" . . . for the joy set before Him endured the cross, . . . " Hebrews 12:
I have been reminded that that is one of the main reasons why we homeschool. My family homeschools for the joy set before us.
As I sit here with my stack of schoolbooks in front of me and my pen poised, ready to begin creatively filling in yet another blank weekly plan sheet (that's the goal at least), I feel my mind wistfully going back to this past summer. This year we transitioned slowly from vacation to school. We officially started school at the beginning of August, but there were many things that cut our days short: out of town guests, an anniversary trip, an extended swim lesson session and rescheduled play dates with friends. So summer vacation lingered for me and I'm finding this a good thing because I've just had an "ah-ha" moment: Learning to read is much like learning to swim.
I have five children (9, 8, 5, 3, 1) and at the beginning of the summer none of them were water safe yet. This was one thing that needed to be remedied this summer. I found an excellent private instructor and the dates were set. My oldest four would take lessons for three weeks in July. Most people would agree that my children were not too young to learn to swim. However, there were days when there were tears and they didn't want to go. I even on occassion had to keep my three year old from bolting from the pool. But with an instructor who patiently dealt with their fears, who enthusiastically praised even their smallest success, and who graciously extended their lessons, I am excited to say that all four are now swimming at appropriate levels and finally experiencing the joy set before them that threatened to pass them by. They all learned, but in different ways, and the results even look different. My children were all eager learners. I'd wager that no child ever wanted to swim more than mine did. And they were big talkers all the way to the pool. Once there however, the difficulty confronted them and their fears arrested them. There was certainly stress involved, but in the end it didn't diminish the quality of their childhood. Quite the contrary. It actually worked to enhance the quality of their childhood by adding joy and the opportunity for more fun. And isn't that why we as parents ask our children to do all kinds of "stressful" things? We know the joy that is before them - becoming healthy again by taking medicine, learning to swim by taking dreaded lessons, and peeling off ban-aids so their skin can breathe and so they can see the "owie" is healed and get on with life. And last but not least, learning to read, that the world might open up to them as well as the God of the universe Who reveals Himself through the written word (the very beginning of the joy before them!).
Now, my very most favorite thing to teach is reading and it is also my most dreaded (in a sense). My five-year-old Molly is reading. It has just "clicked" for her within the last few weeks. We are both just as excited and as tickled as can be when she points out a word and exclaims, "Mom! That says 'house' right?" But we were not excited and tickled last year. No. Honestly, there were many days I was discouraged and impatient. Molly was sometimes uncooperative and on the verge of tears. But I never even entertained the thought of waiting until she was older (I just changed my strategy). My eyes were fixed on the joy set before me and on the joy set before her. I had watched this little one of mine learn coutless things from the time she was born. She had even mastered a difficult verbal symbol system and learned how to talk (and talk and talk and talk!), so it just didn't make sense to me that she was "too young" to master a written symbol system. As a Christian homeschooler, I can not shy away from those things that may trigger "wrong attitudes" in my children or myself like anger, rebellion, laziness, apathy, etc. I must take those "wrong attitudes" to the throne of grace and plead for the Father's divine intervention through the help of the Holy Spirit in my own heart as well as in the hearts of my children.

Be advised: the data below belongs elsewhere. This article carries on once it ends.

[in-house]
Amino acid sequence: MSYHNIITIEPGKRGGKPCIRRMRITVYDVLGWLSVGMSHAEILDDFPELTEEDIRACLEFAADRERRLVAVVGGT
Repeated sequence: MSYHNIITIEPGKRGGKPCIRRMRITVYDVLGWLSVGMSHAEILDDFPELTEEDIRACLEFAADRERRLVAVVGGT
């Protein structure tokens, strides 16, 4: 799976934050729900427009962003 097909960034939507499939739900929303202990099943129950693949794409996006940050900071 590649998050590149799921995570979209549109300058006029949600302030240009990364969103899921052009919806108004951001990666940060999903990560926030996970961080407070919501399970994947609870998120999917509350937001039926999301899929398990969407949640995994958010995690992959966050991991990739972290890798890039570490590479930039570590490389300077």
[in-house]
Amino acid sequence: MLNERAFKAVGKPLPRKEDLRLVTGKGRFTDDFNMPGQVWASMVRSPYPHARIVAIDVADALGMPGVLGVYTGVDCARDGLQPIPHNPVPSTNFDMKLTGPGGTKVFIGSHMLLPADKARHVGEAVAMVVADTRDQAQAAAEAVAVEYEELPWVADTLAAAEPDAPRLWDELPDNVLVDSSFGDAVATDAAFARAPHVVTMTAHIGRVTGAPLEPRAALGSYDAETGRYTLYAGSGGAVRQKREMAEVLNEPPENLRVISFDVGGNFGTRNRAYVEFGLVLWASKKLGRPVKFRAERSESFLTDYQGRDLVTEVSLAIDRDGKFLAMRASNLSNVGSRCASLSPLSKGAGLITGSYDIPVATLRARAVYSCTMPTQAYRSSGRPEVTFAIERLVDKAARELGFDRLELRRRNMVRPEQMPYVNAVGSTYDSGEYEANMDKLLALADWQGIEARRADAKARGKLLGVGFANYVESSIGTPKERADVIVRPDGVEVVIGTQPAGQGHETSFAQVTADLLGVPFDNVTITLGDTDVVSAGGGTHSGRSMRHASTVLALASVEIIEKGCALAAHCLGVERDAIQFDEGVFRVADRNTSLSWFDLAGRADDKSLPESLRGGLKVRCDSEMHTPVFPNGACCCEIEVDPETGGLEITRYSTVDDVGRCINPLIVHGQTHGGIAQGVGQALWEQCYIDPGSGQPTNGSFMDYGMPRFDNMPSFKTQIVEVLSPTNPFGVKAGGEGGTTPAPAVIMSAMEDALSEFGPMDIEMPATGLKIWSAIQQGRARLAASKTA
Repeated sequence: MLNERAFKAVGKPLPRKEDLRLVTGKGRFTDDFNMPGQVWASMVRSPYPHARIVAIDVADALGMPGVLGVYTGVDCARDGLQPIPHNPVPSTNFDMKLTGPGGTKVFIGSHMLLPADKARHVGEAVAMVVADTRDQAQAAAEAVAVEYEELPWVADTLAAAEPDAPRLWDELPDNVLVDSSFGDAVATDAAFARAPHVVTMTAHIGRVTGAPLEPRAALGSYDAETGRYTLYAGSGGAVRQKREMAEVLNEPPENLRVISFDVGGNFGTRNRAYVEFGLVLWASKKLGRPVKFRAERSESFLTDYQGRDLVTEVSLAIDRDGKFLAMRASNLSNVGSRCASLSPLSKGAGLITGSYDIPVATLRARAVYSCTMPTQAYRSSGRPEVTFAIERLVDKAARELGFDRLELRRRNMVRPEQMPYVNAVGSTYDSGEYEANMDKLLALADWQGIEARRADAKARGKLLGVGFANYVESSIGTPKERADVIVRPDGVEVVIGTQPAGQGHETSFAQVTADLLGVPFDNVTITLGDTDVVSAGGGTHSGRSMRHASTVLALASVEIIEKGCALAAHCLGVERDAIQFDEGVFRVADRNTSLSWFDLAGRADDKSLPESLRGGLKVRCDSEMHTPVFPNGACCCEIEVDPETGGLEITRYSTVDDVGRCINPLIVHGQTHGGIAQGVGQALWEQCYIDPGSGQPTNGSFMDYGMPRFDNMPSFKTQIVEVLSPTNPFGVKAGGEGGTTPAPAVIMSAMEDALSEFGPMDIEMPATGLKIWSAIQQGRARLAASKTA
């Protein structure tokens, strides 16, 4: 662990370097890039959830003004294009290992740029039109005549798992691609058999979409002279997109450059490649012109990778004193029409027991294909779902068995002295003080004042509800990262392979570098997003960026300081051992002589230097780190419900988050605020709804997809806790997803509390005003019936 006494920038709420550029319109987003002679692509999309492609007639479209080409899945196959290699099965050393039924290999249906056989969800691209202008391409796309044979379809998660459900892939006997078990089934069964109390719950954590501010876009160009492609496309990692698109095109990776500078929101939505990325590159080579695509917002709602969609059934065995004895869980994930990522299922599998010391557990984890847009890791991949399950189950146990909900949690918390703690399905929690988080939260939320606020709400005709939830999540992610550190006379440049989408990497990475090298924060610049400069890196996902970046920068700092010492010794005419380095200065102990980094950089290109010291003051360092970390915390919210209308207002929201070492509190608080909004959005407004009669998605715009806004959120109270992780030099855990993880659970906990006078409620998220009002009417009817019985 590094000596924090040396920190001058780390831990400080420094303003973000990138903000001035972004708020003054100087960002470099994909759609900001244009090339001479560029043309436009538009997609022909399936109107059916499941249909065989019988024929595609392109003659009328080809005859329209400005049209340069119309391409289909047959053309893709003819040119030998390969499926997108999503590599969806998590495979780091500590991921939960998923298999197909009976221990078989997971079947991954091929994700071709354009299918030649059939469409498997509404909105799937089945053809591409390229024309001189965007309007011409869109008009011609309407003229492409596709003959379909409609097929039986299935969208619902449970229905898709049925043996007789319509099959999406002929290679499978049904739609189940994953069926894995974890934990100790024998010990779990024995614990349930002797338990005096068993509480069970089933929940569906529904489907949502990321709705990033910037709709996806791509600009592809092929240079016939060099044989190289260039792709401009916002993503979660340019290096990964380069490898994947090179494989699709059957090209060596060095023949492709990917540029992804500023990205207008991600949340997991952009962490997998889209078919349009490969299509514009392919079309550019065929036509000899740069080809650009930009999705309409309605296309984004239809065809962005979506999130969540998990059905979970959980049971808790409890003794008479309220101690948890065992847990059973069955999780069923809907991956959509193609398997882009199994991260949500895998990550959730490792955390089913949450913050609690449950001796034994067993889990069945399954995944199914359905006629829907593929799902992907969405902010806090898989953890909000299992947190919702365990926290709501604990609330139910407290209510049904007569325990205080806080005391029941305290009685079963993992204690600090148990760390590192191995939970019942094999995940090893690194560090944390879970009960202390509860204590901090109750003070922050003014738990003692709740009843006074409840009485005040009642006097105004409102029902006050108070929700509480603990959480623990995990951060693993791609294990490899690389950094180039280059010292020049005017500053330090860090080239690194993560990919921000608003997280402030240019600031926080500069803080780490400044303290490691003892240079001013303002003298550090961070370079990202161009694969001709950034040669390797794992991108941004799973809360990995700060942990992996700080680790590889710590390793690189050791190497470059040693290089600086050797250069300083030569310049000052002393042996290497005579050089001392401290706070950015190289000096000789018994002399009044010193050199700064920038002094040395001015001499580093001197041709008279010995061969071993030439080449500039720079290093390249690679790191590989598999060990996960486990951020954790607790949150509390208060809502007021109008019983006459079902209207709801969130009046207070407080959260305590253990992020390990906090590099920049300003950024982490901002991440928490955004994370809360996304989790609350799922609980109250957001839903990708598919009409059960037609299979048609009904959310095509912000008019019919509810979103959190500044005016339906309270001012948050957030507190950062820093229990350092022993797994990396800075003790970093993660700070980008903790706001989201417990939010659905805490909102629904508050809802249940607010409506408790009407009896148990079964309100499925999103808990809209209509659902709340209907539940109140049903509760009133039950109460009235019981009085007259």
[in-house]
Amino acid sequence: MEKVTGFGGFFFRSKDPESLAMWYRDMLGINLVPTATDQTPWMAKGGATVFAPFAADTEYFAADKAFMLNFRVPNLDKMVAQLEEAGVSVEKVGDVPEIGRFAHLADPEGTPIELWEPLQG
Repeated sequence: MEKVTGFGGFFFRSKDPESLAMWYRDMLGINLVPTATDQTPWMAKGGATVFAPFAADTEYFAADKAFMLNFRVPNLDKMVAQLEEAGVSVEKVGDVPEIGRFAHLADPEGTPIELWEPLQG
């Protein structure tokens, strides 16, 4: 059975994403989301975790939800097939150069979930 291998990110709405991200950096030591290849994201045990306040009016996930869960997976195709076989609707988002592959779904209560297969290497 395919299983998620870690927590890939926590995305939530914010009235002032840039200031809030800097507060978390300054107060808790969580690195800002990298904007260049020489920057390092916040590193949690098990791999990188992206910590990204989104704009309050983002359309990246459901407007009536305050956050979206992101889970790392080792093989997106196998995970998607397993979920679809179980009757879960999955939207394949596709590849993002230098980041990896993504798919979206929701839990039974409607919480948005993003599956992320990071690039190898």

Character is important in all of us. It enables us to not miss the joy before us. My husband and I desire whole-heartedly that our children will see all of what they are learning as keys to apprehending the truth and working for the progress of the gospel.
It is a fight to keep my eyes on the joy before me (in thinking about it, it's what enables us to obey the command to "rejoice in all things".) It helps to remember that the cross is the cross and the joy is the joy. (Seems like a no-brainer, but I tend to forget.) Generally, I don't view our homeschooling as "a cross to bear", but I will admit that there are plenty of days when my flesh rises up and wants to go a different way than where my lesson plans are leading or my children's flesh rises up and causes them to desire something other than "diligent application to their studies". So, my constant prayer is that on those days I will "run with perseverenc" by setting my sights on Jesus where my faith begins, and remembering that the joy before me of seeing our children standing firm in the truth of all that God is and in all that He has done and is doing is the hope that motivates me to walk humbly in obedience and to "continue on".
(written in the fall of 2006)